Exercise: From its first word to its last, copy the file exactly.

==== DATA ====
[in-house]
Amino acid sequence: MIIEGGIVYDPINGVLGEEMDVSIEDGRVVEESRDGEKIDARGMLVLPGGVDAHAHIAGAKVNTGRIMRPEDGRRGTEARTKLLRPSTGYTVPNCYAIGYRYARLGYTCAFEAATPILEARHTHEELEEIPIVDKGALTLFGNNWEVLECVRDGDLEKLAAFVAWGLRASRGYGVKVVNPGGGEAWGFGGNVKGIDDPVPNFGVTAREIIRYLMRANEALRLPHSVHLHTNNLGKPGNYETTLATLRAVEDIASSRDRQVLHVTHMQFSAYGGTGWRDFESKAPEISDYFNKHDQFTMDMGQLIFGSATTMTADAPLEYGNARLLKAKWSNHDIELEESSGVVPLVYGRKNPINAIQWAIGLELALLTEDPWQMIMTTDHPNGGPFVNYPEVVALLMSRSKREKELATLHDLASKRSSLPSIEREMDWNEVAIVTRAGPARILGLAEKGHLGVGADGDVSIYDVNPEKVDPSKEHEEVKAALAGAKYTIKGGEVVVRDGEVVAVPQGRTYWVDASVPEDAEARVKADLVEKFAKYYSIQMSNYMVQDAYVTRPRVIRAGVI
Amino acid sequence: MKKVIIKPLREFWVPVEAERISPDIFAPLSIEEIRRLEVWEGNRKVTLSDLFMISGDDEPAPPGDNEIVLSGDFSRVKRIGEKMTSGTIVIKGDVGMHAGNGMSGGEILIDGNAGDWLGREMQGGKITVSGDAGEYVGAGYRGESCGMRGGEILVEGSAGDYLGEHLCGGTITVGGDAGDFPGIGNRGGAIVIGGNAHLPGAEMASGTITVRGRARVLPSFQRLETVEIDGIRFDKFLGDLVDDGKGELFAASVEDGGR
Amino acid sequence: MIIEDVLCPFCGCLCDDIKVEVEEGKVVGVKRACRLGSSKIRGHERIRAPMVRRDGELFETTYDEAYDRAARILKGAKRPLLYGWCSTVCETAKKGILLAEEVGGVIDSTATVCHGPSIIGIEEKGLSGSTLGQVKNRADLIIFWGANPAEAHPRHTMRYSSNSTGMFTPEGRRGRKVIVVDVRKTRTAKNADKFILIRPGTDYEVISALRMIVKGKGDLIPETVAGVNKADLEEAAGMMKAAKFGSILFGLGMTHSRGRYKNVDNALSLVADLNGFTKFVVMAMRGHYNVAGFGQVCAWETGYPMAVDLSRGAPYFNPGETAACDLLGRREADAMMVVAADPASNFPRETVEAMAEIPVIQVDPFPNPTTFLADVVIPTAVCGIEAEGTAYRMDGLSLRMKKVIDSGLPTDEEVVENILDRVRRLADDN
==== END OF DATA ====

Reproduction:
[in-house]
Amino acid sequence: MIIEGGIVYDPINGVLGEEMDVSIEDGRVVEESRDGEKIDARGMLVLPGGVDAHAHIAGAKVNTGRIMRPEDGRRGTEARTKLLRPSTGYTVPNCYAIGYRYARLGYTCAFEAATPILEARHTHEELEEIPIVDKGALTLFGNNWEVLECVRDGDLEKLAAFVAWGLRASRGYGVKVVNPGGGEAWGFGGNVKGIDDPVPNFGVTAREIIRYLMRANEALRLPHSVHLHTNNLGKPGNYETTLATLRAVEDIASSRDRQVLHVTHMQFSAYGGTGWRDFESKAPEISDYFNKHDQFTMDMGQLIFGSATTMTADAPLEYGNARLLKAKWSNHDIELEESSGVVPLVYGRKNPINAIQWAIGLELALLTEDPWQMIMTTDHPNGGPFVNYPEVVALLMSRSKREKELATLHDLASKRSSLPSIEREMDWNEVAIVTRAGPARILGLAEKGHLGVGADGDVSIYDVNPEKVDPSKEHEEVKAALAGAKYTIKGGEVVVRDGEVVAVPQGRTYWVDASVPEDAEARVKADLVEKFAKYYSIQMSNYMVQDAYVTRPRVIRAGVI
Amino acid sequence: MKKVIIKPLREFWVPVEAERISPDIFAPLSIEEIRRLEVWEGNRKVTLSDLFMISGDDEPAPPGDNEIVLSGDFSRVKRIGEKMTSGTIVIKGDVGMHAGNGMSGGEILIDGNAGDWLGREMQGGKITVSGDAGEYVGAGYRGESCGMRGGEILVEGSAGDYLGEHLCGGTITVGGDAGDFPGIGNRGGAIVIGGNAHLPGAEMASGTITVRGRARVLPSFQRLETVEIDGIRFDKFLGDLVDDGKGELFAASVEDGGR
Amino acid sequence: MIIEDVLCPFCGCLCDDIKVEVEEGKVVGVKRACRLGSSKIRGHERIRAPMVRRDGELFETTYDEAYDRAARILKGAKRPLLYGWCSTVCETAKKGILLAEEVGGVIDSTATVCHGPSIIGIEEKGLSGSTLGQVKNRADLIIFWGANPAEAHPRHTMRYSSNSTGMFTPEGRRGRKVIVVDVRKTRTAKNADKFILIRPGTDYEVISALRMIVKGKGDLIPETVAGVNKADLEEAAGMMKAAKFGSILFGLGMTHSRGRYKNVDNALSLVADLNGFTKFVVMAMRGHYNVAGFGQVCAWETGYPMAVDLSRGAPYFNPGETAACDLLGRREADAMMVVAADPASNFPRETVEAMAEIPVIQVDPFPNPTTFLADVVIPTAVCGIEAEGTAYRMDGLSLRMKKVIDSGLPTDEEVVENILDRVRRLADDN